More than a year ago, they murdered Mr. Mansur’s uncle, Mr. Abbas Ahmad in Quetta in April 2008. This year in June, Mr. Khalid Rashid, another relative of Mr. Mansur was murdered in the same city. Quetta has quite a history of anti-Ahmadi violence. As early as 1948, Major Mahmud Ahmad, an army doctor, murdered here was the first Ahmadi to be murdered for his faith in Pakistan. The authorities did not charge anyone for the act and took almost no action against the mullas who had openly incited the mob to undertake the criminal assault. This attitude has prevailed ever since. Ahmadiyya mosque in Quetta was sealed by authorities in 1986 on demand of Muslim clerics. The district authorities of Balochistan expelled Ahmadis from their homes in subsequent years. The same religious elements, with which the authorities cooperated to suppress Ahmadis, have now turned against the state; they assassinated a provincial minister a few days earlier. The state, however, continues to nourish its links with Ulama Karam.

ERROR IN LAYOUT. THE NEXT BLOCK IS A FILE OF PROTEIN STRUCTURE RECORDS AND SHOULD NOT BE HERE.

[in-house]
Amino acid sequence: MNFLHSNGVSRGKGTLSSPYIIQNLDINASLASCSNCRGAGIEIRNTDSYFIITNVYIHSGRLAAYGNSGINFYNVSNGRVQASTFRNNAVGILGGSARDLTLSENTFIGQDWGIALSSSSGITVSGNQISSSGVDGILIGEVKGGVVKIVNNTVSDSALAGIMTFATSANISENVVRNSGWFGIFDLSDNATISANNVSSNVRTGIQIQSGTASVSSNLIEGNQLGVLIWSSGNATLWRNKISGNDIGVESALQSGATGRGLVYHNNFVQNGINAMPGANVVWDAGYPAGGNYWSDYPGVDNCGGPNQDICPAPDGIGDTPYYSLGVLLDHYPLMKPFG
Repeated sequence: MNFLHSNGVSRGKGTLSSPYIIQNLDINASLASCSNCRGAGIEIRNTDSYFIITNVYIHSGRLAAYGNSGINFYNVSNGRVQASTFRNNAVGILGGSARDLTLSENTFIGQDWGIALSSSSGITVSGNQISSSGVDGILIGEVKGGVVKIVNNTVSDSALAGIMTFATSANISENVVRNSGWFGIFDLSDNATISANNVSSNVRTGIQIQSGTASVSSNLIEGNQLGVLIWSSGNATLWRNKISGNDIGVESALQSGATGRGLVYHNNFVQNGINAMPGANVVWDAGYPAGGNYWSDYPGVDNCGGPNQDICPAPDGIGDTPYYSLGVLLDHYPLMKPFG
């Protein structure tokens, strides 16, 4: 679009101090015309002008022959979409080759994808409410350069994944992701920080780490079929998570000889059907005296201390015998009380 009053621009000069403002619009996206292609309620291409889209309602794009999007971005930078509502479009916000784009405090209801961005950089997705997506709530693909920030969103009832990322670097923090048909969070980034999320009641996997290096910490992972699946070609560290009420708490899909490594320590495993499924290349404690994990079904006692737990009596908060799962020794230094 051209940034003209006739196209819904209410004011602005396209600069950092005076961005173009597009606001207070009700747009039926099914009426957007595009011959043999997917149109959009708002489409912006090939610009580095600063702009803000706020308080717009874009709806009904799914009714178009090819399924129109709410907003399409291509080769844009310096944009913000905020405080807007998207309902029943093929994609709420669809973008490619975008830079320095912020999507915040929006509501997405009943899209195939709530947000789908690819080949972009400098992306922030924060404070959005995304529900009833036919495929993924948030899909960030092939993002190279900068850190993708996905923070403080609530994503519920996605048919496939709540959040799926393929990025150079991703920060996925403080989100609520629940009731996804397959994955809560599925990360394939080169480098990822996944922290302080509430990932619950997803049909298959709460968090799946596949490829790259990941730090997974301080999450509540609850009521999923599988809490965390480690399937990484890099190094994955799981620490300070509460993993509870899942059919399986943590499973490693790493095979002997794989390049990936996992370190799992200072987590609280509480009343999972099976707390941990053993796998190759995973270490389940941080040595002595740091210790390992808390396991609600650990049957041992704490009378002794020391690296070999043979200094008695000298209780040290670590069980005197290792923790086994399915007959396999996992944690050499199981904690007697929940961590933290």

Mr. Mansur is survived by his old mother, a widow and two sons of school-going age.

 

Rana Saleem Ahmad of Sanghar, Sindh

Sanghar, Sindh; November 26, 2009: Rana Saleem Ahmad, the Deputy Amir of Jamaat Ahmadiyya Sanghar was shot dead by unknown assailants in the evening outside the Ahmadiyya mosque. He is the 11th Ahmadi killed for his faith in this year alone.

He was closing the mosque gate after the sunset prayers when someone shot him from close quarters with a pistol, and the bullet hit him in the nose and came out from the back of his head. He was rushed to the Civil Hospital where he was declared dead in the emergency room. He was 51.

Rana Saleem was an educator. He was the proprietor and manager of the ‘New Light Academy’ which is reputed for its high standard of education for children. Approximately a thousand children are enrolled in this academy.

Rana Saleem was a practicing Ahmadi and had served the community in various positions for a long time. He was married, and is survived by his widow and three teenage children.